The Prestes Column rebellion is one of the most mythologized events in modern Brazil: from 1924 to 1927, a group of junior army officers marched nearly 15,000 miles through Brazil’s vast interior regions. This Homeric epic into the so-called “backlands” launched the careers of some of Brazil’s most important figures and, for nearly a century, has attained a mythic status in folklore and political history. Seeking to both explain and intervene in this legend, I argue that the myth of the Prestes Column emerged from and remained tethered to the stigmatized image of the interior. As a corrective to the Column's dominant narrative and intervening in scholarship on myths more generally, I reimagine the interior as both a place and an idea. The enduring symbolism of the backlands shows that exclusion, rather a byproduct of national mythologies, is the pillar on which the ideas of inclusionary myths are based.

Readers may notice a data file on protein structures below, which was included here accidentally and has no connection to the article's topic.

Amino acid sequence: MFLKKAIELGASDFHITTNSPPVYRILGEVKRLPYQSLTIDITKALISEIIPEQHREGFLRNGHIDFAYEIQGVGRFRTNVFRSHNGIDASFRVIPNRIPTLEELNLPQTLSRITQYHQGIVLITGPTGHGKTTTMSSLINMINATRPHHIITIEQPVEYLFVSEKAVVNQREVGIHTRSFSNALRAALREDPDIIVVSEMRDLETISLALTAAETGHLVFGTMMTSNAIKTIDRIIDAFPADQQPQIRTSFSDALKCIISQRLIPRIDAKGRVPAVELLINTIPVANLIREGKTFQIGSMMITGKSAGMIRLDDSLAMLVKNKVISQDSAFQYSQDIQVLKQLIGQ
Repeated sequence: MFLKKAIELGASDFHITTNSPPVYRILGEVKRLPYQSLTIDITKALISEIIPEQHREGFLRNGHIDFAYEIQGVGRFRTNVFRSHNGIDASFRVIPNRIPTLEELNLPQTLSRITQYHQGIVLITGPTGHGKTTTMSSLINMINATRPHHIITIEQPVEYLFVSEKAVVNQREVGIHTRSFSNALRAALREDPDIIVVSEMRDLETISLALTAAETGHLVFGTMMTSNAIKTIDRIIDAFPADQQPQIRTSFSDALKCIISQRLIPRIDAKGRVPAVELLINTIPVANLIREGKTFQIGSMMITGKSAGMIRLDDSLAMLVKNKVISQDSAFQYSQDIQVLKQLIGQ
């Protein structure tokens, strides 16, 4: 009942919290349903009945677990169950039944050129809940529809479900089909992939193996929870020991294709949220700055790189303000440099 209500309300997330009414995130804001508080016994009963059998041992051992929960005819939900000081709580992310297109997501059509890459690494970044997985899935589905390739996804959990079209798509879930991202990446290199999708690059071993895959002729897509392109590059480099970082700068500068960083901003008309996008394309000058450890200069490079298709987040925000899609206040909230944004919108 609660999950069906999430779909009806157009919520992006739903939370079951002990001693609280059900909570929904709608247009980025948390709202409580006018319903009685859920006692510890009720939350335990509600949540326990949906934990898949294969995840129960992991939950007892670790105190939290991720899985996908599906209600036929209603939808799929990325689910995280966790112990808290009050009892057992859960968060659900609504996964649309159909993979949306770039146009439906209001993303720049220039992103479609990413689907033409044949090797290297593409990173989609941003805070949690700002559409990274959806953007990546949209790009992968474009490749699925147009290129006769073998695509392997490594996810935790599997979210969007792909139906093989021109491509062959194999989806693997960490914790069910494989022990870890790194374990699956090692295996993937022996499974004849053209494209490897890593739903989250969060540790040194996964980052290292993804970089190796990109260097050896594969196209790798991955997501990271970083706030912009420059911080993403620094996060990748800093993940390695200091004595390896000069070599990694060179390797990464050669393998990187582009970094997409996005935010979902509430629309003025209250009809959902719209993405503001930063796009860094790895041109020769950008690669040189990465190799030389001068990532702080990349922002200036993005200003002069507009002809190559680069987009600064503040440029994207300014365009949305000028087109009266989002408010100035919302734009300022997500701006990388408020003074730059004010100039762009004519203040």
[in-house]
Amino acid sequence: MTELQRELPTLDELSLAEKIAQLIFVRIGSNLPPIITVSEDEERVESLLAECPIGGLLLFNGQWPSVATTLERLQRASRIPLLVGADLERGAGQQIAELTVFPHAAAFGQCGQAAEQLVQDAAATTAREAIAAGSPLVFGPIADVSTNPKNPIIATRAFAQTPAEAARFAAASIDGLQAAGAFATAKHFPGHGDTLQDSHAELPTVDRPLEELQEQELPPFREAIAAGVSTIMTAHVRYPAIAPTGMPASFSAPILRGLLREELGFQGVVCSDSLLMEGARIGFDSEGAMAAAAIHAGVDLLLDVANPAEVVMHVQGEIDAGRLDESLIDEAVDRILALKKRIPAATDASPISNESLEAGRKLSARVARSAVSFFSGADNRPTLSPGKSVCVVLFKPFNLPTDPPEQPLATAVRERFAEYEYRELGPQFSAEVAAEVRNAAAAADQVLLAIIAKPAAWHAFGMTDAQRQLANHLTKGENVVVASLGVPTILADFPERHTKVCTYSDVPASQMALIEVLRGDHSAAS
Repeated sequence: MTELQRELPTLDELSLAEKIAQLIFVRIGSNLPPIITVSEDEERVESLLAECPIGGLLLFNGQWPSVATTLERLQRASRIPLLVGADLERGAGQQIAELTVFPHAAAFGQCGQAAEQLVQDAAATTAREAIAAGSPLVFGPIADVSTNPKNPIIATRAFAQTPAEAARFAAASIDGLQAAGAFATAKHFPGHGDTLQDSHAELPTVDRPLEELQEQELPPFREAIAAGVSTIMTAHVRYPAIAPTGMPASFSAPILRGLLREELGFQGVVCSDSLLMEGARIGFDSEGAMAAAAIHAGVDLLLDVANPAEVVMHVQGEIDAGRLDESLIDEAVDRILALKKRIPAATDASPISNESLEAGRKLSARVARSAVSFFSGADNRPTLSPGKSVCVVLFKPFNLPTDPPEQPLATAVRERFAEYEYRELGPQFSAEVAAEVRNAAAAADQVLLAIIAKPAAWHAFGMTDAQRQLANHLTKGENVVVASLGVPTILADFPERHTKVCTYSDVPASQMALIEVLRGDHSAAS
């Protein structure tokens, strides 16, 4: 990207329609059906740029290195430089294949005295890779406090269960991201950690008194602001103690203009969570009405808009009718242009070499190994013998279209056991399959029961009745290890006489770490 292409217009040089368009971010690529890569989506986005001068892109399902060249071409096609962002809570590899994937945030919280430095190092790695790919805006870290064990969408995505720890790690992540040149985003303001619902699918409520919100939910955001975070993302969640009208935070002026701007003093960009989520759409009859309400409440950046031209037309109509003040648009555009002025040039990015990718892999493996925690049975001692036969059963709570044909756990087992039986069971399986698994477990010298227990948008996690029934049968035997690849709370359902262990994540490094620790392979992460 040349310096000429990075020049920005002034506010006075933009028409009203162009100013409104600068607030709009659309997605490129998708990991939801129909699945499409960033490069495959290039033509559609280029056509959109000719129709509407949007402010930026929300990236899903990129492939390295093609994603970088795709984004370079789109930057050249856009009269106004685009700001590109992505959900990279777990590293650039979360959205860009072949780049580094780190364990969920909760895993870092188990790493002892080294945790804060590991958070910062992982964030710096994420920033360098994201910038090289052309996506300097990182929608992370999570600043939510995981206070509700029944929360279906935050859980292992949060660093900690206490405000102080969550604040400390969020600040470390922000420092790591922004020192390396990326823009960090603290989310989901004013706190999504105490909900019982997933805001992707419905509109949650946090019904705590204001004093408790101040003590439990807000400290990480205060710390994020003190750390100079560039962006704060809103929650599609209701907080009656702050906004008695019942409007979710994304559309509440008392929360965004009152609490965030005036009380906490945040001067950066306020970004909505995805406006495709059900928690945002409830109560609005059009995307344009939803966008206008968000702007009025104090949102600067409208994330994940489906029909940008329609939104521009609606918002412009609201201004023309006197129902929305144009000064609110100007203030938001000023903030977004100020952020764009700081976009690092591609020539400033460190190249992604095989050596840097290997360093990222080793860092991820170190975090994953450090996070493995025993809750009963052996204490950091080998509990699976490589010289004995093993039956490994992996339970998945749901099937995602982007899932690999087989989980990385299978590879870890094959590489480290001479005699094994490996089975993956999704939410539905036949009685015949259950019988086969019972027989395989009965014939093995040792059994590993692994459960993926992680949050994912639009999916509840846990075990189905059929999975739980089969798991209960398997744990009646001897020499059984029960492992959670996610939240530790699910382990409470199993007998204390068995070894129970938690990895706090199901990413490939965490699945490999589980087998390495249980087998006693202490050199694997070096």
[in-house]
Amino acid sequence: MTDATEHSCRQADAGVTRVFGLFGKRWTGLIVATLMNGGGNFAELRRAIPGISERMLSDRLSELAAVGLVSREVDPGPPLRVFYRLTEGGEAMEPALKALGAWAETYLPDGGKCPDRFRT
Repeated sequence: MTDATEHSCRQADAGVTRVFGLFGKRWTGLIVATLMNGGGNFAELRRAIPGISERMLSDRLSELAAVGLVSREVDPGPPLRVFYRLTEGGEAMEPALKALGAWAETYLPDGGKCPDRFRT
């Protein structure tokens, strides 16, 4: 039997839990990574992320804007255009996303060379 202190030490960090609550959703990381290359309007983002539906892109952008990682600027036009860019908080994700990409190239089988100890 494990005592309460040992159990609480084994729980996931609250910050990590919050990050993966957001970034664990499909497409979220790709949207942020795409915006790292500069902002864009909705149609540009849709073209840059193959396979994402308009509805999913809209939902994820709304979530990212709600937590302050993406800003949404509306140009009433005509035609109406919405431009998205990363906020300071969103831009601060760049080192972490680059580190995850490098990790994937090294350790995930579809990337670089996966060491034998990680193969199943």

|Journal||Hispanic American Historical Review|
|Publication status||Accepted/In press - 30 Mar 2020|
- Prestes Column
- interior history